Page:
An empirical model to predict widespread occurrences of contrails

David J. Travis, Andrew M. Carleton, Stanley A. Changnon

Research output: Contribution to journalArticlepeer-review

16 Scopus citations

Abstract

The increases in total cloud amount documented for large regions during the latter half of the twentieth century have focused attention on the potential contribution from jet condensation trails (contrails). The environmental conditions that favor contrail formation and persistence are not well understood primarily due to the limited number of empirical studies. This study presents an empirical model to predict widespread occurrences of contrails (outbreaks), which was developed from a combination of rawinsonde temperature and GOES water vapor information. Environments containing persisting contrails were first identified on Defense Meteorological Satellite Program satellite imagery for the United States for January and April 1987 and then analyzed in more detail using Advanced Very High Resolution Radiometer (AVHRR) satellite digital data. Adjacent clear and cloudy environments not containing contrails were identified to compare with the conditions favorable for contrail persistence. For this purpose, a predictive logistic model was developed through multiple regression analysis. The model performance was evaluated through goodness-of-fit methods and found to be statistically significant across a range of atmospheric conditions. To further evaluate the model and to demonstrate its application on a real-time basis, predictions of the probability of persisting contrails were made for a case day. Comparisons of the predictions to satellite observations of the existing conditions (using AVHRR data) demonstrate good model performance and suggest the utility of this approach for predicting persisting contrail occurrence. Implementation of this model should allow climate researchers to better quantify the influence of contrails on surface climate and natural cloud formation.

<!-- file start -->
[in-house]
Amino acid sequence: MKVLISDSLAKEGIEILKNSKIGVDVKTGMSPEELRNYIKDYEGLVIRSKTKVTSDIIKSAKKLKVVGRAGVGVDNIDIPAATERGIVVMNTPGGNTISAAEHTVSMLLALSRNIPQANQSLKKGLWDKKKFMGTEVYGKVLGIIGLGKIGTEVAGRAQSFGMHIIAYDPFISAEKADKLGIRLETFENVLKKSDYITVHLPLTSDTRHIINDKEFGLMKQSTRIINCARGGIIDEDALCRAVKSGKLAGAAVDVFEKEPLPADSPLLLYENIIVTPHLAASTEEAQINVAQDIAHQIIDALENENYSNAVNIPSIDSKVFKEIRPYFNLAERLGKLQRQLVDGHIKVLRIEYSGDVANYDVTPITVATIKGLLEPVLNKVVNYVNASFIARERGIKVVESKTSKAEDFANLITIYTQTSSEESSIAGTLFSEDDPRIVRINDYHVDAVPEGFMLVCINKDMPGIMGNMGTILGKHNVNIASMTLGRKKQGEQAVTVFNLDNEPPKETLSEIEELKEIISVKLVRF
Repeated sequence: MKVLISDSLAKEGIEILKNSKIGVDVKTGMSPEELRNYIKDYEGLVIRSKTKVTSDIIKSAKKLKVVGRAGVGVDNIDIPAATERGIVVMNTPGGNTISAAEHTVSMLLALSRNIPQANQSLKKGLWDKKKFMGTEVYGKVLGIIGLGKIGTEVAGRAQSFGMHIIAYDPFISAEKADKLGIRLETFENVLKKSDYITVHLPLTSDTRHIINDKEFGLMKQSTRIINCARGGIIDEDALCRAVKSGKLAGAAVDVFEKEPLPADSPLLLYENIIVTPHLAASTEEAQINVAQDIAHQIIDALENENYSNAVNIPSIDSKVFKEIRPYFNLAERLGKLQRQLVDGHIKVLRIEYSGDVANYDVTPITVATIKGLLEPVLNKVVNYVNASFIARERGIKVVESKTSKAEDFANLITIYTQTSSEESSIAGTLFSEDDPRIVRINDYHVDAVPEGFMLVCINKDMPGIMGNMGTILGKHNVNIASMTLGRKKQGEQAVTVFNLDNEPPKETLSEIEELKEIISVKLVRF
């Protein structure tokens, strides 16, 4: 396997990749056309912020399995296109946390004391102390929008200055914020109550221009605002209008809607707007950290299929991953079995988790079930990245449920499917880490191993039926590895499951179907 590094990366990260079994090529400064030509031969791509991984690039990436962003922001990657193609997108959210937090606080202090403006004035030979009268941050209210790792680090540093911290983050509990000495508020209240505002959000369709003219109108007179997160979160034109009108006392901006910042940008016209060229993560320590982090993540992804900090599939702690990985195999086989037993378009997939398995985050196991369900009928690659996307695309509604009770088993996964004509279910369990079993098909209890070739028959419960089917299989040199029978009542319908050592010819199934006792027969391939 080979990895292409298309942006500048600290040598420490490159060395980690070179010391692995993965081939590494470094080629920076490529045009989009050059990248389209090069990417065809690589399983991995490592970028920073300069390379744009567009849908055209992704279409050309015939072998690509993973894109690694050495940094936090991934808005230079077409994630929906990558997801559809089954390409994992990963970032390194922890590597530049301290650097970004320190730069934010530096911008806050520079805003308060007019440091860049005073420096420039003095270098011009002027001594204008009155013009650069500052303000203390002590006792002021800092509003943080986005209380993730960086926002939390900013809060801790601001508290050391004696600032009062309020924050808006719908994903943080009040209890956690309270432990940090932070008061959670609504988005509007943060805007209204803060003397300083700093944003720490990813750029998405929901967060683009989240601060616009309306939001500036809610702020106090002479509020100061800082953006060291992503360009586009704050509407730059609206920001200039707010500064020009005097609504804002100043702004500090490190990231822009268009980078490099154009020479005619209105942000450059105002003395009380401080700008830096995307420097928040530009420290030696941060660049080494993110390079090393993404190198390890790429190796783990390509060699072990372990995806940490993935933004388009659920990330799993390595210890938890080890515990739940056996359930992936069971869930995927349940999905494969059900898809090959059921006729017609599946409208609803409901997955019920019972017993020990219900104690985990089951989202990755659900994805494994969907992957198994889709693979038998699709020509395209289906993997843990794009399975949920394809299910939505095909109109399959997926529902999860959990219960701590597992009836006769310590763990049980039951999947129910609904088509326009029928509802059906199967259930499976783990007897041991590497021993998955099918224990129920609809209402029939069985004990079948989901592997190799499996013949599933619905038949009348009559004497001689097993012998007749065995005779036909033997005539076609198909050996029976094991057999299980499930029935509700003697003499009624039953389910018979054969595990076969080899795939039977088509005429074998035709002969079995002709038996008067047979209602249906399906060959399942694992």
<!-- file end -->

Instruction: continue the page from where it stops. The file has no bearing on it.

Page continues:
Original languageEnglish (US)
Pages (from-to)1211-1220
Number of pages10
JournalJournal of Applied Meteorology
Volume36
Issue number9
DOIs
StatePublished - Sep 1997

All Science Journal Classification (ASJC) codes

  • Atmospheric Science

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